Hornbill Unleashed

December 28, 2009

Zimbabwe, Tale of a Failed State

Filed under: Politics — Hornbill Unleashed @ 12:01 AM
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By Kenny Gan

Rhodesia was a British colony in Southern Africa until Ian Smith unilaterally declared independence from Britain in 1965 and ruled as its first Prime Minister, heading a white minority government. In 1980, power was handed over to the natives after a bruising civil rebellion which took 30,000 lives. In that year, Robert Mugabe’s party won the elections and he went from rebel leader to its first President. The country was renamed Zimbabwe, meaning “great houses of stone” in the Shona language.

The Jewel of Africa

The newly liberated country had many advantages left by its former white masters, including excellent infrastructure, transportation and banking systems and the best health care and education system in Africa. The Z$ was stronger than the US dollar. It had the highest literacy rate in Africa which reached 85 percent at its peak.

Zimbabwe also enjoyed bountiful natural resources, with rich minerals including platinum, gold and diamonds. It is the home of Victoria Falls, one of the seven natural wonders of the world. It contains vast game reserves, which attracts tourists. With the most fertile farmlands in the continent, agriculture became the mainstay of the economy, and the country became the breadbasket of Africa exporting wheat, tobacco, corn, sugarcane and beef to its neighbours and beyond.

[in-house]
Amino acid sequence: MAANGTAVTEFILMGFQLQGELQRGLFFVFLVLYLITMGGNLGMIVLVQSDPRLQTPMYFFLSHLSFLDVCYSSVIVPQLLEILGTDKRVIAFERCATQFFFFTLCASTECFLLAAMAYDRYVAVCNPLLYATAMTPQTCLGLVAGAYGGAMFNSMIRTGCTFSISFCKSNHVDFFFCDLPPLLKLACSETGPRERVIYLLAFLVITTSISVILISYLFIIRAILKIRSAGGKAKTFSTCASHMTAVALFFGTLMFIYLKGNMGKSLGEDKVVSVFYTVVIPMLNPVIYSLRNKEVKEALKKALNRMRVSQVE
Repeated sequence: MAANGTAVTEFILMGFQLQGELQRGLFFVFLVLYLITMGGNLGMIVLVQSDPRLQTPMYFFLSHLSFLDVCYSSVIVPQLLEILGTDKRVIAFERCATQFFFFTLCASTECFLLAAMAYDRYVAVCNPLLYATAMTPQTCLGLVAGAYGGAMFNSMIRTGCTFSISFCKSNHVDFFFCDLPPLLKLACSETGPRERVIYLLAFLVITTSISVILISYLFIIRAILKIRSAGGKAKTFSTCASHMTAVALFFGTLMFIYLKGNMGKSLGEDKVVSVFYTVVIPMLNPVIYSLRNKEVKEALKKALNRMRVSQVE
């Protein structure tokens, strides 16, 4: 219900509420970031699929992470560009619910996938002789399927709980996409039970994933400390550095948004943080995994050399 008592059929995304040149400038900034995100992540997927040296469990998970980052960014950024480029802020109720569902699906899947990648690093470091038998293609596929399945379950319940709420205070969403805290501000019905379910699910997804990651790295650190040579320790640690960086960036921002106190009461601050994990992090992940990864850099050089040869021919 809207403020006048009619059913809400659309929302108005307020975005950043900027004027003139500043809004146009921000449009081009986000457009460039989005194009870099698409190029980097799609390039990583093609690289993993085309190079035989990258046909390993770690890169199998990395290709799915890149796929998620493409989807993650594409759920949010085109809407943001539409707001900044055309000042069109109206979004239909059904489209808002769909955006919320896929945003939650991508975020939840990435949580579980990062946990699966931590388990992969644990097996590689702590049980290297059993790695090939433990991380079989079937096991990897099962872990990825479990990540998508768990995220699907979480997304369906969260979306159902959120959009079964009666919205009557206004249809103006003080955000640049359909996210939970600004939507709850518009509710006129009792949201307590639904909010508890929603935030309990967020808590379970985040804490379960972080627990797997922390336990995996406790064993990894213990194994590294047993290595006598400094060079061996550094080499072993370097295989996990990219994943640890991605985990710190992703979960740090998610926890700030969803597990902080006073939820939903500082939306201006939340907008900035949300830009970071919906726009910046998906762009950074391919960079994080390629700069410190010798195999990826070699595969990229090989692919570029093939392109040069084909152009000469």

Agriculture destroyed

Robert Mugabe acknowledged that he had inherited the “Jewel of Africa” and vowed to keep it that way. However he did not keep his promise. The country went slowly downhill from corruption, misgovernance, a pogrom against the rival Ndebele tribe and a senseless war with Congo which bled the country. But Zimbabwe still held up well until 2000, when Mugabe’s popularity began to slip and he lost an important constitutional vote. In his efforts to cling on to power, the country slid into the gutter.

Mugabe blamed the white farmers for supporting the opposition and immediately undertook fast-track land reform in 2000. This literally meant confiscating the best farms from white farmers and giving them to Mugabe’s cronies, few of whom had any interest in farming. As a result, agriculture virtually collapsed in a few short years, leaving a trail of economic destruction. From the fastest growing economy in Africa, Zimbabwe became the fastest shrinking economy in the world, beating many war-torn countries in the process.


The government’s tax base collapsed in tandem with agriculture. The Reserve Bank of Zimbabwe tried to make up the deficit by printing money. This led to the predictable effect of hyperinflation. Inflation reached 1000% in 2006, 10,000% in 2007 and quickly escalated beyond any attempt to quantify it. The Zimbabwe currency became worthless, with the citizens having to carry sacks of cash around for common goods. The government responded by first removing 3 zeros from its currency, then 10 zeros, then 12 zeros, before finally abandoning it officially in favour of foreign currencies.

Beyond the hyperinflation figures is a tale of sordid human misery and abject suffering. Crippling fuel and electricity shortages due to the lack of foreign exchange dealt further hammer blows to the economy and made life difficult. Water supply in even the largest cities shrank well below user requirements due to lack of money to buy water treatment chemicals. Water shortages resulted in sanitation problems and a cholera epidemic.

Healthcare and education collapsed. Unemployment reached 90% and those who still had jobs were commonly earning less than the cost of transport to get them to work. An estimated 50% of the population left the country to work illegally in neighbouring countries, and took with them most of the skills which the country badly needed.